“It’s this false separation which has led us to think we can just take as much as we want. For example, colonialism sought to denigrate and lower other races by connecting them to “wild” or a “passive and exploitable” nature – nature is without a subject and so are women and other colonised peoples. They have to be ruled over and decisions made for them because they cannot rule themselves as they are the mercy of natural passions. How this affects the environmental movement is when we blame poor people for environmental damage as they struggle to survive in the nature that remains after exploitation. The people that ‘save nature’ are white, well-to-do Northern Europeans, not African peoples, indigenous peoples, travellers or small farmers who connect nature to their livelihoods”.
Sinead illustrates the real impacts this has with the example of when, at the World Economic Forum meeting in 2020 in Davos, Switzerland, Ugandan climate activist Vanessa Nakate was edited out of an Associated Press photo with Greta Thunberg and other white student activists. “Media are more comfortable with Jane Goodall’s and white activists than with people from the Global South” she concludes.
“And the reason for this is pretty dark,” she adds. “The belief that overpopulation is the cause of climate change is still so strong and the blame is almost squarely lain at the door of developing countries. Having African climate activists speak out – with their own voice, power and subjectivity – rather than be presented as charitable cases or dangerous wombs – is not something Western media (or to be honest many Western environmental NGOs) are comfortable with.”
Despite our history of colonisation, our attitude to the land and the sea retains much of the extraction-based, exploitative mindset of the white, male settler. We can learn from indigenous peoples even if they don’t look like us or don’t share our history.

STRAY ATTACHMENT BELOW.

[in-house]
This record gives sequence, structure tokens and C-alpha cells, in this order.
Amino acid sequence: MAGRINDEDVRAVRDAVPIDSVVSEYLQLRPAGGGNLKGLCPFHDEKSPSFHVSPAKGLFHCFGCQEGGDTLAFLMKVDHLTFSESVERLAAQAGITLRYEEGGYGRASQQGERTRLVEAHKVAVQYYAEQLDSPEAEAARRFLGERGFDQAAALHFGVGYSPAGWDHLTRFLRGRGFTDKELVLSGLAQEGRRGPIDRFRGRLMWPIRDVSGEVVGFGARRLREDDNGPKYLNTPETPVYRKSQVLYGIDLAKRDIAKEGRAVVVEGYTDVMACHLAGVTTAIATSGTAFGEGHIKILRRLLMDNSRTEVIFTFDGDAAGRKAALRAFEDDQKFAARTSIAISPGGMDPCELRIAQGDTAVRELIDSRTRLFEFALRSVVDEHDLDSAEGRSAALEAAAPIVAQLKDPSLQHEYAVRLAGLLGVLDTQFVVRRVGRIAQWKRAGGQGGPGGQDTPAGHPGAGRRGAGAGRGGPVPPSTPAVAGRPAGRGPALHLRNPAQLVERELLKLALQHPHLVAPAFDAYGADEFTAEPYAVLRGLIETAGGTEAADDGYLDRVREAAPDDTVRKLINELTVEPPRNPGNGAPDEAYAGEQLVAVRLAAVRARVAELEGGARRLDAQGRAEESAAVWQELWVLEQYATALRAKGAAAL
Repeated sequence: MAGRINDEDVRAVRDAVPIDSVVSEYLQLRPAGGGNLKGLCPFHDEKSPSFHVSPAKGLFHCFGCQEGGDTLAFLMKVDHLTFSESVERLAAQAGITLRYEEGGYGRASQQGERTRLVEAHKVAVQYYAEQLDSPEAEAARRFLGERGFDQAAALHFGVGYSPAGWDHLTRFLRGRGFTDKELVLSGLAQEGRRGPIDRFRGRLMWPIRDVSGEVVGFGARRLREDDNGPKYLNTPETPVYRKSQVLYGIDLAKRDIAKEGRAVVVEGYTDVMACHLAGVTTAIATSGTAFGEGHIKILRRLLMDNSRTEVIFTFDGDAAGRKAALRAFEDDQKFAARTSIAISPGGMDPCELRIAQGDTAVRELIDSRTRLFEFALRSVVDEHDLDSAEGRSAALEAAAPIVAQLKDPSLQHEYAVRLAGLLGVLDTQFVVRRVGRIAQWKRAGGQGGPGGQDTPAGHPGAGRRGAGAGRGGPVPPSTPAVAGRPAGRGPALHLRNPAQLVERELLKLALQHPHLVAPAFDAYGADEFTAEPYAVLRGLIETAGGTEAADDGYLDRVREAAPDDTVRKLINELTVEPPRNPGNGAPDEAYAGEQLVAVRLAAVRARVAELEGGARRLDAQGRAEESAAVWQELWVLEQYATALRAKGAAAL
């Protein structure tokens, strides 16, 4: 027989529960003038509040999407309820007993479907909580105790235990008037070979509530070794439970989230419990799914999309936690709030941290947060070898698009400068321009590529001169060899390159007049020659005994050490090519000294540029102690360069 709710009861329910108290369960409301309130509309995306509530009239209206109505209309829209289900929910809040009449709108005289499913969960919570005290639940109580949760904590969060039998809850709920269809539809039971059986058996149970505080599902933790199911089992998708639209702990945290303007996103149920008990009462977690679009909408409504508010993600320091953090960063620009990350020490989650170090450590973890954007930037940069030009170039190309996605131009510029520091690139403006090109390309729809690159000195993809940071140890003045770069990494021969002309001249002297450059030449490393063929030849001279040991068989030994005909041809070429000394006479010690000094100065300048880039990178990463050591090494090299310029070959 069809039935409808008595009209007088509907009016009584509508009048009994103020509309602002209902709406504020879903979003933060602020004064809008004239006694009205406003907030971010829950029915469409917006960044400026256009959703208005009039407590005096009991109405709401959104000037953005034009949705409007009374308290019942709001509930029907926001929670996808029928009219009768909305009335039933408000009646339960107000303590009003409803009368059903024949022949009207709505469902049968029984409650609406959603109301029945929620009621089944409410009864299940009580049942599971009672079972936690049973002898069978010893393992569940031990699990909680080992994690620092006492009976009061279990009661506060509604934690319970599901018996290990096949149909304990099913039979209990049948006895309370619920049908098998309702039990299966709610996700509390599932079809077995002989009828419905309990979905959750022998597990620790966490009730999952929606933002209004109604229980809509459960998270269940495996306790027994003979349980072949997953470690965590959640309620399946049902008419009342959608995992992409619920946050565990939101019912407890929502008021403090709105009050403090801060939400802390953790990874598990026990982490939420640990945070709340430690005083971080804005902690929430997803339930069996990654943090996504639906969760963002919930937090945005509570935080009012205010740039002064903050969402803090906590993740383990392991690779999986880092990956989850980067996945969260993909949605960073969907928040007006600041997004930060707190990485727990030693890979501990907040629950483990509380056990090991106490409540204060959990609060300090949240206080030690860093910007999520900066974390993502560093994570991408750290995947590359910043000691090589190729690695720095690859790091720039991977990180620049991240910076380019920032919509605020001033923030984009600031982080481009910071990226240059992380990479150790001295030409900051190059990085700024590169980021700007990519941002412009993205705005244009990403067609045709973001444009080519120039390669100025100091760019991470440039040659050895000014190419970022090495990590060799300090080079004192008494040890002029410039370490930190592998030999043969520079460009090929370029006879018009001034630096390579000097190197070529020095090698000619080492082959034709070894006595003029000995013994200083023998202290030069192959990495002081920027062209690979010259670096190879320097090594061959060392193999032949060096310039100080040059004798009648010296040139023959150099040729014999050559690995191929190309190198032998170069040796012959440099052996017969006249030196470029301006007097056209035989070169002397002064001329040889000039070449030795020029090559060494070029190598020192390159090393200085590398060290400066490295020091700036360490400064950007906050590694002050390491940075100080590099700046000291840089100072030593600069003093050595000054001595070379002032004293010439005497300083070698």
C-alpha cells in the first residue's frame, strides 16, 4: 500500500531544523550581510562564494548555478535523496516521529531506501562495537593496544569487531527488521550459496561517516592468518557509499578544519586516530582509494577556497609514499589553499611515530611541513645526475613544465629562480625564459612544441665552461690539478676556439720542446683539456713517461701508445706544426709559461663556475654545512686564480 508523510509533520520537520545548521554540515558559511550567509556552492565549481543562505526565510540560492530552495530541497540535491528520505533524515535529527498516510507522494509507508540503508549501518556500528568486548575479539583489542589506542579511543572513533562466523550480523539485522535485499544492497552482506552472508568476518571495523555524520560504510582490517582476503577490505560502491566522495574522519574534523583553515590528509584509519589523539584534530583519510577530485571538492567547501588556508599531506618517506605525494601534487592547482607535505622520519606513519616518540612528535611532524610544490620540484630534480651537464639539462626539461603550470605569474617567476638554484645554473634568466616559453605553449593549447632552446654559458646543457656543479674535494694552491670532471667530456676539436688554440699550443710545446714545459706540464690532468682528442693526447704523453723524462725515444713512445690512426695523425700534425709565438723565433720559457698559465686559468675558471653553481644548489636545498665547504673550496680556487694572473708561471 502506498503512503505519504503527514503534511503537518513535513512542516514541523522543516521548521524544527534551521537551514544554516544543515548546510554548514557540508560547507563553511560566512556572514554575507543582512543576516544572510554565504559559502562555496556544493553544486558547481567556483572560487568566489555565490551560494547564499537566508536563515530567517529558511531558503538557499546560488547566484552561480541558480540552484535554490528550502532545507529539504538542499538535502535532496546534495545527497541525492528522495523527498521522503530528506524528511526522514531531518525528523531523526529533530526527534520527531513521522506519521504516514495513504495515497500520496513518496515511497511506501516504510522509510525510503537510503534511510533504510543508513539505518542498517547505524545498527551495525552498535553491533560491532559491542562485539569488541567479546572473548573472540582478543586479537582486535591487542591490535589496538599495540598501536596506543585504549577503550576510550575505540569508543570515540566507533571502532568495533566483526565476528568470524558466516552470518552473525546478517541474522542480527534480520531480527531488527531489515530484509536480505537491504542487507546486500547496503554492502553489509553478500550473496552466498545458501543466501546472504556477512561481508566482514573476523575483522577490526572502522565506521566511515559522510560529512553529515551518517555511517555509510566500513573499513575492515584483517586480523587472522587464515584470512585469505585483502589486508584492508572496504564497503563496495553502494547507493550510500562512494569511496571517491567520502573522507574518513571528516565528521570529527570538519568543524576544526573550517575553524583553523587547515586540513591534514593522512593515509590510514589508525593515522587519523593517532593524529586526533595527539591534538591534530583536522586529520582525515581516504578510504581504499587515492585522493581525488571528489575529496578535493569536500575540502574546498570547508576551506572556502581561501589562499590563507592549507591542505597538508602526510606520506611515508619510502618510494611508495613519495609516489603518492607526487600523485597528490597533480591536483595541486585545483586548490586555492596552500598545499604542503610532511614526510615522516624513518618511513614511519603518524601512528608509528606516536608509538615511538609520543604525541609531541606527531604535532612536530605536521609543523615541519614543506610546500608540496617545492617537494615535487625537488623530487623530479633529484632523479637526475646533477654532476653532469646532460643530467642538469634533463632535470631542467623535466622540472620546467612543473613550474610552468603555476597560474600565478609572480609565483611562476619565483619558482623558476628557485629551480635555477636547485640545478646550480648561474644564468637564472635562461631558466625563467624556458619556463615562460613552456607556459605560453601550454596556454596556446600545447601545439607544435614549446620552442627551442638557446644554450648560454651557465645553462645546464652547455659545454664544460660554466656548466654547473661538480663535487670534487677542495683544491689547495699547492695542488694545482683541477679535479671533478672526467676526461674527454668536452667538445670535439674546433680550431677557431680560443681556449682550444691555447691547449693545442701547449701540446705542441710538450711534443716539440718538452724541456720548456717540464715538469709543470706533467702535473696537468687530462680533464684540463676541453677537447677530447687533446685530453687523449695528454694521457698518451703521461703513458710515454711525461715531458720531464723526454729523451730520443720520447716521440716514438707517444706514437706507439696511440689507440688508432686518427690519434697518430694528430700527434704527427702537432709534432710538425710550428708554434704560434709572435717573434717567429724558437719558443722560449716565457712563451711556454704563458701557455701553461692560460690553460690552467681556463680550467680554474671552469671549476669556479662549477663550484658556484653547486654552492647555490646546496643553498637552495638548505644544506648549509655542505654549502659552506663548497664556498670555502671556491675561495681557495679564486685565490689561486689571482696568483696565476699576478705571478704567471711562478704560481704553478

Take the Mapuche Nation of southern Chile. They maintained their autonomy right up until the 1880s when their lands were taken by the new Chilean Republic and today they number over one million people.
Their landscape is one of profound beauty, with forests, mountains and great rivers. Their worldview holds that there’s an earthly river – which connects individual tribes and families across valleys, and a spiritual river in the sky (the constellation that Western scientists call the Milky Way) which is a ‘galactic river’ and home to all of their ancestors which have departed the Earth.
The earthly rivers are sacred places, home to plants and animals but also spirits, and anyone wishing to take something from these wetlands and marshes must first ask permission. To pollute a river or damage its fragile habitats is an act of desecration, causing the spirits to flee – something which can only result in sickness and ill health falling on the people.
For the Mapuche, the Río Biobío was their great river which ran through the lives of the wildlife, the people, their dead ancestors and the spirit world. That was until it was dammed in the 1990s with a series of three giant hydroelectric barriers, displacing communities and flooding thousands of hectares of land. This has led to an outbreak of depression, substance abuse and social issues among the Mapuche people.
Their campaign has had more success in recent years and in 2019 Alberto Curamil, of the Mapuche community, won the prestigious Goldman environmental prize for his work in preventing new dams on the Cautín River. At the time I was researching this story, he was detained by Chilean authorities on robbery charges, something his supporters maintain was politically motivated.
As he was unable to accept the prize in person, his daughter, Belén, accepted on his behalf in San Francisco saying: “The Mapuche struggle is an ecological struggle, it is a struggle for life and its continuity… We are people of the Earth, whose main mandate is to protect everything that makes existence possible, based on a spirituality connected with the natural elements.”
“The traditional Western view of rivers — and of nature generally — has failed us. Western legal systems and governments traditionally viewed water and water rights as property, leading to overuse and contamination. One criticism levied by environmental groups is that in countries like Chile and the United States, corporations are granted the same rights as people while the living ecosystems upon which we depend for survival are not”.
So wrote Jens Benöhr, a Chilean anthropologist, and Patrick J. Lynch, an American attorney in an article for the Yale School for Forestry and Environmental Studies. This last point is critical, and it is leading to new movements for the granting of legal rights to ecological features, and rivers in particular.